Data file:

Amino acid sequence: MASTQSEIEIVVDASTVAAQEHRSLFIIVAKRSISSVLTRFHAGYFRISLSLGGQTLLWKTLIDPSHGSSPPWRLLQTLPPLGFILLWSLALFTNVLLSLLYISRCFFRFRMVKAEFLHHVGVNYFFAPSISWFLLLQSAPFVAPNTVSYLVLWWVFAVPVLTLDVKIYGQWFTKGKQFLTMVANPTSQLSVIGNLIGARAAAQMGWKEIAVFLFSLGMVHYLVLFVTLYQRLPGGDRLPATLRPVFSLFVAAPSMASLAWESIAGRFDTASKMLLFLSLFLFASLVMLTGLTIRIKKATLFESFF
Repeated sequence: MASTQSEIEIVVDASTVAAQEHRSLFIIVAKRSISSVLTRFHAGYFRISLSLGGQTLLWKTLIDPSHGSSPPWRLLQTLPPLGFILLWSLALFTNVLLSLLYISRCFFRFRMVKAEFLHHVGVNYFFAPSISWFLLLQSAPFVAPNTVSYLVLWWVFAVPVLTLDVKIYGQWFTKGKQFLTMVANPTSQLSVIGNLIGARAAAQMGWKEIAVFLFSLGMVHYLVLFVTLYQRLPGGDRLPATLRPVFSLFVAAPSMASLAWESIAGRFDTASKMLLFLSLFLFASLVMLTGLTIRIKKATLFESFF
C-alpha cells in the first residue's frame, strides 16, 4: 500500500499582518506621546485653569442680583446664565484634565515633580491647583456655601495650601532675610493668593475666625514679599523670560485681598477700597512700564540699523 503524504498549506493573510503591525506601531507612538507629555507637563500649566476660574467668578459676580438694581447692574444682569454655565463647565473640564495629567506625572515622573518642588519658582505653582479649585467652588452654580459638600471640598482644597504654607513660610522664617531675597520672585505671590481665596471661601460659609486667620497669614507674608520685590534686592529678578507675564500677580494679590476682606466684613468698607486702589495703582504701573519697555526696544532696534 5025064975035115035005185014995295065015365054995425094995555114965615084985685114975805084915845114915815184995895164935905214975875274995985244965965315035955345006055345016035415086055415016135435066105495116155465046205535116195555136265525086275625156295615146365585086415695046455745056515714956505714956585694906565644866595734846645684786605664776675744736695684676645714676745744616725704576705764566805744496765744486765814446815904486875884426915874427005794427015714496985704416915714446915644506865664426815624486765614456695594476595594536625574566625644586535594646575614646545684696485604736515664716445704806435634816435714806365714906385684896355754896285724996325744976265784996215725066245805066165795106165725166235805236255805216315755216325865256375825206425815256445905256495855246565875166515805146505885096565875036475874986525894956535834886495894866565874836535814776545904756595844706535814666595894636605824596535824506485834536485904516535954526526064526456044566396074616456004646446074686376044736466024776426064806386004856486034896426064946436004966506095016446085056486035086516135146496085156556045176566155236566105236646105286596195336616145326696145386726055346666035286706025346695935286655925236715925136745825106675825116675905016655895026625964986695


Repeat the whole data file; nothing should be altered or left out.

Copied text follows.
Amino acid sequence: MASTQSEIEIVVDASTVAAQEHRSLFIIVAKRSISSVLTRFHAGYFRISLSLGGQTLLWKTLIDPSHGSSPPWRLLQTLPPLGFILLWSLALFTNVLLSLLYISRCFFRFRMVKAEFLHHVGVNYFFAPSISWFLLLQSAPFVAPNTVSYLVLWWVFAVPVLTLDVKIYGQWFTKGKQFLTMVANPTSQLSVIGNLIGARAAAQMGWKEIAVFLFSLGMVHYLVLFVTLYQRLPGGDRLPATLRPVFSLFVAAPSMASLAWESIAGRFDTASKMLLFLSLFLFASLVMLTGLTIRIKKATLFESFF
Repeated sequence: MASTQSEIEIVVDASTVAAQEHRSLFIIVAKRSISSVLTRFHAGYFRISLSLGGQTLLWKTLIDPSHGSSPPWRLLQTLPPLGFILLWSLALFTNVLLSLLYISRCFFRFRMVKAEFLHHVGVNYFFAPSISWFLLLQSAPFVAPNTVSYLVLWWVFAVPVLTLDVKIYGQWFTKGKQFLTMVANPTSQLSVIGNLIGARAAAQMGWKEIAVFLFSLGMVHYLVLFVTLYQRLPGGDRLPATLRPVFSLFVAAPSMASLAWESIAGRFDTASKMLLFLSLFLFASLVMLTGLTIRIKKATLFESFF
C-alpha cells in the first residue's frame, strides 16, 4: 500500500499582518506621546485653569442680583446664565484634565515633580491647583456655601495650601532675610493668593475666625514679599523670560485681598477700597512700564540699523 503524504498549506493573510503591525506601531507612538507629555507637563500649566476660574467668578459676580438694581447692574444682569454655565463647565473640564495629567506625572515622573518642588519658582505653582479649585467652588452654580459638600471640598482644597504654607513660610522664617531675597520672585505671590481665596471661601460659609486667620497669614507674608520685590534686592529678578507675564500677580494679590476682606466684613468698607486702589495703582504701573519697555526696544532696534 5025064975035115035005185014995295065015365054995425094995555114965615084985685114975805084915845114915815184995895164935905214975875274995985244965965315035955345006055345016035415086055415016135435066105495116155465046205535116195555136265525086275625156295615146365585086415695046455745056515714956505714956585694906565644866595734846645684786605664776675744736695684676645714676745744616725704576705764566805744496765744486765814446815904486875884426915874427005794427015714496985704416915714446915644506865664426815624486765614456695594476595594536625574566625644586535594646575614646545684696485604736515664716445704806435634816435714806365714906385684896355754896285724996325744976265784996215725066245805066165795106165725166235805236255805216315755216325865256375825206425815256445905256495855246565875166515805146505885096565875036475874986525894956535834886495894866565874836535814776545904756595844706535814666595894636605824596535824506485834536485904516535954526526064526456044566396074616456004646446074686376044736466024776426064806386004856486034896426064946436004966506095016446085056486035086516135146496085156556045176566155236566105236646105286596195336616145326696145386726055346666035286706025346695935286655925236715925136745825106675825116675905016655895026625964986695